Peterborough charity offers free online classes giving advice to parents on homeschooling

Katie Howard
Katie Howard

The classes are being put on by trustees of Paston Farm Community Foundation and primarily run by local teacher and mother Katie Howard.

The charity usually operates out of an old farm which was developed into a former Children’s Centre and they provide services and support in response to the local community’s needs and has space for hire to groups, fostering good relations and cohesion in the community in the process.

At the start of lockdown in March, trustees quickly moved support online and helped to combat loneliness and social isolation with crafting sessions, virtual treasure hunts, and story time. They worked in partnership with several other organisations to keep their Community Fridge open, which allowed them to support around 50 families a week and sometimes more.

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Following the announcement of the third national lockdown on Monday (January 4), which brought with it the closure of schools, trustee Caroline Earle realised that all of a sudden hundreds of parents were going to be required to start homeschooling their children, with many perhaps daunted by the prospect.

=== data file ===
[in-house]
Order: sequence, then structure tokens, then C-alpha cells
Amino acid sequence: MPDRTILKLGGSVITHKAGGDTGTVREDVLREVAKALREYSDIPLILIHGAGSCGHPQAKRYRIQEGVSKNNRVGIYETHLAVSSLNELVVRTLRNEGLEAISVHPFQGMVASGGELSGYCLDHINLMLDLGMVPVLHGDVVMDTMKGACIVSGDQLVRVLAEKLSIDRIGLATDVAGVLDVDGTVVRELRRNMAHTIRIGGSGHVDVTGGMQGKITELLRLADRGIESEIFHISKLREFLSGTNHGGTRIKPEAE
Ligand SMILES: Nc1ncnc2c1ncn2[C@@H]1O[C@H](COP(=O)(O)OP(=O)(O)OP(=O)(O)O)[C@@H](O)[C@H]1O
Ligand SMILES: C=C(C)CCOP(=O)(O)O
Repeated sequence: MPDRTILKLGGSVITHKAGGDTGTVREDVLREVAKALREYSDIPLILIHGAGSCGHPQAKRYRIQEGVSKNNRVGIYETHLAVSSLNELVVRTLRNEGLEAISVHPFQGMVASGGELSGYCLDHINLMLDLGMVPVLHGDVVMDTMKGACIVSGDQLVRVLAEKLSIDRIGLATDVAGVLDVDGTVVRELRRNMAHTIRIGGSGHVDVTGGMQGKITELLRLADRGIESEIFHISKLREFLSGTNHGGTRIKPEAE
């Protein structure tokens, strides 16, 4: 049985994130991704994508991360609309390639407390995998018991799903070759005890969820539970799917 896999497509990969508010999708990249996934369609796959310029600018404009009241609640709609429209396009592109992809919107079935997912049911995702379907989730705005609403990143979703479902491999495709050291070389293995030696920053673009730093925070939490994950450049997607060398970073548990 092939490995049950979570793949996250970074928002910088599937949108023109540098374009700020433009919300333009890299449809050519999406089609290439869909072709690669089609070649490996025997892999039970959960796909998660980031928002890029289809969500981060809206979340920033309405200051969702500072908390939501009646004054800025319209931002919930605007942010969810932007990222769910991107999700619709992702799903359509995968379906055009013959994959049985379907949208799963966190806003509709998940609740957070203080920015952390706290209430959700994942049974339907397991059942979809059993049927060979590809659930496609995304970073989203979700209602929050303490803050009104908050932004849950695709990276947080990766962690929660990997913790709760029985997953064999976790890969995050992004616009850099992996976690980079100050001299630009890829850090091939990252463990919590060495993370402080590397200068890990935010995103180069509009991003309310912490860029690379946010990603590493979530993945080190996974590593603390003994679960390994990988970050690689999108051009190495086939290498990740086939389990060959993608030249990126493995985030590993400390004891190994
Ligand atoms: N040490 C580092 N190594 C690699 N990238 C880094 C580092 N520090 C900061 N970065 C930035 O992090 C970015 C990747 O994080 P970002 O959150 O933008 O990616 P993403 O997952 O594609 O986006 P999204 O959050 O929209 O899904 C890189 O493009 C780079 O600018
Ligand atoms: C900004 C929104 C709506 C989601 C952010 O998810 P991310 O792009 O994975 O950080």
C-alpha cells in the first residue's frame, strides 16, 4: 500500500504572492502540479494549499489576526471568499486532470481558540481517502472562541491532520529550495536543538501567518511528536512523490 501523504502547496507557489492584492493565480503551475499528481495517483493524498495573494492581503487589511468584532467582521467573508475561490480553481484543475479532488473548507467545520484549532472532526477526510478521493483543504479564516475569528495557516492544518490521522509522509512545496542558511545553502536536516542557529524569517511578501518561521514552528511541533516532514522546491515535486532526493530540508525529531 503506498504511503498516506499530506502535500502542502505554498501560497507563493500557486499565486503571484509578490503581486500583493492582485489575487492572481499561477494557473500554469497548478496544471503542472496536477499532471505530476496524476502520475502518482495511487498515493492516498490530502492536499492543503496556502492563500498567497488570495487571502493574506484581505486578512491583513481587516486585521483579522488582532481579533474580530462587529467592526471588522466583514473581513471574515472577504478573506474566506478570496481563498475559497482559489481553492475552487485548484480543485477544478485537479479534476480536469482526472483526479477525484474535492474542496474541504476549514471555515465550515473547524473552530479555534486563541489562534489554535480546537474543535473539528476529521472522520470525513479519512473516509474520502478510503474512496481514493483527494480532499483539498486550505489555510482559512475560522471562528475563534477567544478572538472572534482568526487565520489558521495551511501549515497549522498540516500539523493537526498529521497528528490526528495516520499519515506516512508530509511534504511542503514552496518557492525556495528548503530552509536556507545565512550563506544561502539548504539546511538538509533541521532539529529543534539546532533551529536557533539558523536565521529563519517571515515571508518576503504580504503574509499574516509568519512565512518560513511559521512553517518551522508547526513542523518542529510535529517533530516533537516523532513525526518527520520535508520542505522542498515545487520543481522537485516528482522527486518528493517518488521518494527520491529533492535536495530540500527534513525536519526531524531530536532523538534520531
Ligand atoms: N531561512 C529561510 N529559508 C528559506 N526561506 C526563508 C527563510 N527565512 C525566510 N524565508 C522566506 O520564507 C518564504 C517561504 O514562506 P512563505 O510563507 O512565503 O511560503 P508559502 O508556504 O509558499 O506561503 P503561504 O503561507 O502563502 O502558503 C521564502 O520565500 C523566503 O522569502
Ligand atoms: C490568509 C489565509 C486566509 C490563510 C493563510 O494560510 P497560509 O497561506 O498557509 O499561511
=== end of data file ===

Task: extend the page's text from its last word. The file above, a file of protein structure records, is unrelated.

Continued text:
She then got in touch with Katie, who has been a teacher for 18 years, and asked if she would be prepared to volunteer some of her time to deliver online support to help people with homeschooling.

This led to the start of Katie’s Kitchen School.

The first class is on Wednesday (January 6) at 11am, available via the paston Farm Community Foundation Facebook Page, and will be a drop-in for any questions and general support around homeschooling. Sessions will then go on to include interviews with education professionals, advice on getting the best out homeschooling and any further support requested by parents or carers.

“The main thing is not to panic and with homeschooling it’s a case of suck it and see. One of the challenges is that you can’t expect children to act as they would do at school at home and it’s about trying to offer advice to parents about this.

“I’m a mother myself and I’m in this too and have turned my kitchen table into an office. I’ve had some jobs to do this morning and my child has done some reading and I call that a win. I’ve only had a cheeseburger for breakfast and now I’m going into a science lesson, it’s all about fitting it in with real life. I think if your child is safe and loved you’re already a winner.

“I want the group to be an open forum and a safe space. It might be weekly or daily, it’s still an evolving idea. It’s important to give parents the support they need. Some will be asked to teach their children things they were never taught themselves. So, for example, if a group of people say that they’re trying to teach long multiplication but they’re struggling themselves, I’ll give some tips around that.

“I have experience with all kinds of teaching, primary, secondary SEN (Special educational needs) aswell as is in the behavioural side so I have some hints and tips to share.”

To find out more and access the sessions, click here.

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